A 2013 meta-analysis of seven different trials seemed to demonstrate that a 12-week course of tai chi could improve the stiffness and pain symptoms of knee osteoarthritis and improve physical function.

However, the review authors recommended further, larger-scale trials to support their conclusions, as the studies they examined had flaws and potential biases.

A 2015 review of 54 studies involving 3,913 participants provided moderate-quality evidence that tai chi could help improve physical function in those with knee osteoarthritis. While tai chi only formed the basis of five of the studies, the evidence that exercise helped provide short-term relief for knee osteoarthritis was strong.

Tai chi also seems to have some evidence supporting its use to help manage fibromyalgia.

A 2010 trial showed tai chi to be better than wellness education and stretching for regularizing sleep patterns and treating symptoms of pain and fatigue in people with fibromyalgia.

A 2012 study of 101 people suggested that combining tai chi with mindfulness training could improve fibromyalgia symptoms and functional difficulties.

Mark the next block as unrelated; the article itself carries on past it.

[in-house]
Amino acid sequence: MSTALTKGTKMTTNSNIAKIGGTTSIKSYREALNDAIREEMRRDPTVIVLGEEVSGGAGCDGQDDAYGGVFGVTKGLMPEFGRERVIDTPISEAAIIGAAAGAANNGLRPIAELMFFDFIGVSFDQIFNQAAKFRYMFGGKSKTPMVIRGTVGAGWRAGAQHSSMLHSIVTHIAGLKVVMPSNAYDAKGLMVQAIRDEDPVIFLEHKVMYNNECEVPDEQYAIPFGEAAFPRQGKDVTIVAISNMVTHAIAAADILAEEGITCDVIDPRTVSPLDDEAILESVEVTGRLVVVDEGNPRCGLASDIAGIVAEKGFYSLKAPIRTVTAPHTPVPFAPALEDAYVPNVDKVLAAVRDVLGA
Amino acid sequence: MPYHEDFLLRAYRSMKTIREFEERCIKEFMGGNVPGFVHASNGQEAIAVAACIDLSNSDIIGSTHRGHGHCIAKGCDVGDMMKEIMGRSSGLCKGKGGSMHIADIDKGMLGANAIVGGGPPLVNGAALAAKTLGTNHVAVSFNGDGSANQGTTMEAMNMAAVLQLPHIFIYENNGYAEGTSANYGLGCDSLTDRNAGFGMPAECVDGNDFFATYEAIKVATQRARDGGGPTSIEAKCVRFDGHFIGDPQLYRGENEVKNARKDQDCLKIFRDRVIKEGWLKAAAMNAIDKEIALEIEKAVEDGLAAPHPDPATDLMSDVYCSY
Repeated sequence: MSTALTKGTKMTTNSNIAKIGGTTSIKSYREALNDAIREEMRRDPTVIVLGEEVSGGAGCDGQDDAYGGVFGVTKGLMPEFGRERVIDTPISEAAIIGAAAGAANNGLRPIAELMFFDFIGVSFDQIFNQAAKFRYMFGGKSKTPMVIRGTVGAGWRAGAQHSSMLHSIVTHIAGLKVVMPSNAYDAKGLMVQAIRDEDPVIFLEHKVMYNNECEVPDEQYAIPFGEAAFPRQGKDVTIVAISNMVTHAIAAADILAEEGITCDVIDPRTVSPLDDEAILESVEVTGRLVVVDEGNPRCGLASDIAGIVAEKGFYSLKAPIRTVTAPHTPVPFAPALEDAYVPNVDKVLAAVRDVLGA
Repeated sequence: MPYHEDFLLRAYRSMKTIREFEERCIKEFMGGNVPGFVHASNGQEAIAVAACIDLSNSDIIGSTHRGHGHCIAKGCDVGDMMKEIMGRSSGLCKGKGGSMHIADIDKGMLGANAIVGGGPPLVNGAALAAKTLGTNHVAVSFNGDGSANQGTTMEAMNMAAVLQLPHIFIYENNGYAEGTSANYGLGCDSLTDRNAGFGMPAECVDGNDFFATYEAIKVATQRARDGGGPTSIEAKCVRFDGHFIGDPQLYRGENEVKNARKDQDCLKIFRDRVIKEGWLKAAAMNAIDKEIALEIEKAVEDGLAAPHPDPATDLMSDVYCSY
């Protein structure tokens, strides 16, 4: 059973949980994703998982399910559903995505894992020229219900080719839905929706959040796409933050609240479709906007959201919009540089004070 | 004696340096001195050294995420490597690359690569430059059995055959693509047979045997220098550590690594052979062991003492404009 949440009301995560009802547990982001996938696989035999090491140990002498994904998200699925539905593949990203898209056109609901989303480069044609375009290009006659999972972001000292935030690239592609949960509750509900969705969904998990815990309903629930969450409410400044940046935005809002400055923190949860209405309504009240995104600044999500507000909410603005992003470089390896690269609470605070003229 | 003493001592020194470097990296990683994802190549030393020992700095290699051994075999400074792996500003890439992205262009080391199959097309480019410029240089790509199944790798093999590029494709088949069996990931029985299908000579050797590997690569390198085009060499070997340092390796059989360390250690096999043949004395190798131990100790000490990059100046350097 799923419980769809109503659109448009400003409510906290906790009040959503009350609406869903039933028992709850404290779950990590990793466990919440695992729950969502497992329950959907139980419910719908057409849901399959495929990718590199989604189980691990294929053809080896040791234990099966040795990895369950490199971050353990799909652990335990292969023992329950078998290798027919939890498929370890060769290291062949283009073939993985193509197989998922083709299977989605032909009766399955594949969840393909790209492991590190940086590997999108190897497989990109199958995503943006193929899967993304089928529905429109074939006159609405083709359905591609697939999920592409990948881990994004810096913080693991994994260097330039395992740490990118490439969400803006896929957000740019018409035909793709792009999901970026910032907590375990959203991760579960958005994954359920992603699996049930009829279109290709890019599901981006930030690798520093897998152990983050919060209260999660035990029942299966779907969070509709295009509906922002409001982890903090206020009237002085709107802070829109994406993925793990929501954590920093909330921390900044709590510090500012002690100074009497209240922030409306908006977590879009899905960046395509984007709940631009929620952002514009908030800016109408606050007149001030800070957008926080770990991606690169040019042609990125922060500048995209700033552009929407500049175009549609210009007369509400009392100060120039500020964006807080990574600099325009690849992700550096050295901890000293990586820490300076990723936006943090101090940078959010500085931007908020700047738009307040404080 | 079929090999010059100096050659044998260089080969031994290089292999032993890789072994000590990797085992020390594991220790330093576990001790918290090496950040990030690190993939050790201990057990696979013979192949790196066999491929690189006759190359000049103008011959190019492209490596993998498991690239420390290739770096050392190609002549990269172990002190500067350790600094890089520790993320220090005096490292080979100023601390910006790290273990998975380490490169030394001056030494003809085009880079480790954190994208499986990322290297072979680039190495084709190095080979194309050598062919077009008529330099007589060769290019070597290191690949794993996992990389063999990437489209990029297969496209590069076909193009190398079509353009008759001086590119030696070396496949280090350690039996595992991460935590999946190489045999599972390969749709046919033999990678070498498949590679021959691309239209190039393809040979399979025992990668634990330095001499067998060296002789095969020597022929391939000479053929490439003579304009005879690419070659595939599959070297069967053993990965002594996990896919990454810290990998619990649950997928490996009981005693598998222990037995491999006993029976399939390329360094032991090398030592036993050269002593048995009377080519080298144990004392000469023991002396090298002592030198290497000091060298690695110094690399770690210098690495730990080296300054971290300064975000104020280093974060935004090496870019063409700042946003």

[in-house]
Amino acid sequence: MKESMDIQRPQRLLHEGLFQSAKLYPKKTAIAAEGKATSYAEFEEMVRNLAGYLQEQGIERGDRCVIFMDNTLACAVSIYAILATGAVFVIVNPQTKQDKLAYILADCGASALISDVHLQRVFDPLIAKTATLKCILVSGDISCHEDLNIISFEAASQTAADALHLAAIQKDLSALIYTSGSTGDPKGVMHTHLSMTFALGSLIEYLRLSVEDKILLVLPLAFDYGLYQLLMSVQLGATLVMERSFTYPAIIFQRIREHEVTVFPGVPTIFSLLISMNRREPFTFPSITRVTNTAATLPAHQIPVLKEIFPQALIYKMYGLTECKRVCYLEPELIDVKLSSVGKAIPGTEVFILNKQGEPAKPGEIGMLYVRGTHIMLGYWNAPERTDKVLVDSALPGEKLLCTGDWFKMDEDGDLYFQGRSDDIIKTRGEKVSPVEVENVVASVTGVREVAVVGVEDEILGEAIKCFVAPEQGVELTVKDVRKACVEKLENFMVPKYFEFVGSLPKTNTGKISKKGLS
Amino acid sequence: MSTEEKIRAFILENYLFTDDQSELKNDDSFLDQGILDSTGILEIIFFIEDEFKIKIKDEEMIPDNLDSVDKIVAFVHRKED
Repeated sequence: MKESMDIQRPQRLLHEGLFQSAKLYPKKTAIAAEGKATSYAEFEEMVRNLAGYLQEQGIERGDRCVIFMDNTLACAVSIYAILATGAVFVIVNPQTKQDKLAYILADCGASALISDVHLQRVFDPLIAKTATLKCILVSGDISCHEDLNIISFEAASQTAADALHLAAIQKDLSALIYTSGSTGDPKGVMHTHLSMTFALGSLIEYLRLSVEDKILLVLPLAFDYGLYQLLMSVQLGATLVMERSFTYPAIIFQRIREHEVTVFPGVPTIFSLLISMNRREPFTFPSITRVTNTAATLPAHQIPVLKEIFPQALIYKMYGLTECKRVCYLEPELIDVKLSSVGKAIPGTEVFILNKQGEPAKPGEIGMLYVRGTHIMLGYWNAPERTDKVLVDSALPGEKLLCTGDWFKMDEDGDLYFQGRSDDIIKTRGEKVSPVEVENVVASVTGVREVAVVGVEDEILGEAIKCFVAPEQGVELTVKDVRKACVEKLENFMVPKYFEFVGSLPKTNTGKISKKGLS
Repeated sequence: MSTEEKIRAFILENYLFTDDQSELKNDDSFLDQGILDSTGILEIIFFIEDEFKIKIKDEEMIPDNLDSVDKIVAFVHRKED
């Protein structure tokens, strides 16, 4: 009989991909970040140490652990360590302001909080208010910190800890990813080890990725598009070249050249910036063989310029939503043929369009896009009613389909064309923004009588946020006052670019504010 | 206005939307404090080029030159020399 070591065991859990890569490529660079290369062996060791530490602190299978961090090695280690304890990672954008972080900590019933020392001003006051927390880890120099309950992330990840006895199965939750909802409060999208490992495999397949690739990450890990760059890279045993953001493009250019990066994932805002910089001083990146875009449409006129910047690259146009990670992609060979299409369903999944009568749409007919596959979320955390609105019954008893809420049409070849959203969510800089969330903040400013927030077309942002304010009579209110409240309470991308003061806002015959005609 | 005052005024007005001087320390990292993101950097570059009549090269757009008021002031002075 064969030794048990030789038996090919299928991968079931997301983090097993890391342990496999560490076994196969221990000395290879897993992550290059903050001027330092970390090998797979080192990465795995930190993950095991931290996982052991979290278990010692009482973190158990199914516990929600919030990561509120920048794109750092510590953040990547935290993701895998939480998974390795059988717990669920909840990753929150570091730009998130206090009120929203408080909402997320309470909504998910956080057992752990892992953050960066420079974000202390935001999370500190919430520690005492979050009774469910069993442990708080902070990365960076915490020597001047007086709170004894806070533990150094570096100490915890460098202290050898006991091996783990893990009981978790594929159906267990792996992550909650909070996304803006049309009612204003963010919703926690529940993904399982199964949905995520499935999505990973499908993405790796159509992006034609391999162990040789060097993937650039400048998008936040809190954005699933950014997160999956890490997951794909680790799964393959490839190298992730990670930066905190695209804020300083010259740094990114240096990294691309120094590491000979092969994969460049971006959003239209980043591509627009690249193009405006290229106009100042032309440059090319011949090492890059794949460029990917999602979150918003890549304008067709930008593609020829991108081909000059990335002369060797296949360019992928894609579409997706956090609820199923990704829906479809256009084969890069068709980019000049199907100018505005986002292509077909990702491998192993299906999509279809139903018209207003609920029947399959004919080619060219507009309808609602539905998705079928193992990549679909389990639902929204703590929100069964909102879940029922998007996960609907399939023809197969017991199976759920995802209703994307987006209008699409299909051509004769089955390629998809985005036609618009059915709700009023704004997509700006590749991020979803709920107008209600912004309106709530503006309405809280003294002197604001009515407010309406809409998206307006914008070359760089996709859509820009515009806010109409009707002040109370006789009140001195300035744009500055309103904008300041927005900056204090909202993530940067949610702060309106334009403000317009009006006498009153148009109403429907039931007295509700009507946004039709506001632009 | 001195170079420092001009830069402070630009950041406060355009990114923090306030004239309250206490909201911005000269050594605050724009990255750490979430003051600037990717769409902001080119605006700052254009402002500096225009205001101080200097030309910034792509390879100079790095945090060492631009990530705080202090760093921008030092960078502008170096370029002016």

Chronic heart failure

Some practitioners of tai chi praise it as an effective management tool for people with chronic heart failure. However, current evidence does not support this conclusion. Any studies showing an improvement indicate that the findings were insignificant.

A 2015 systematic review of 20 studies showed tai chi as beneficial for multiple areas of cardiovascular health, such as blood pressure and heart rate. However, the quality of the studies was low, and the researchers drew no definitive conclusions.

A 2014 review of 13 small trials also showed inconclusive evidence to support the activity as a preventative measure against cardiovascular disease.

However, the results of one trial, which followed people after a recent heart attack, demonstrated that tai chi significantly improved maximum oxygen capacity.

Mental health and cognitive function

Tai chi is a tranquil, fluid martial art that has associations with mindfulness and psychological well-being.

However, the evidence is thin on the ground for the mental health benefits of the activity. Some studies suggest a link, but a large 2010 meta-analysis of 40 studies failed to provide definitive conclusions.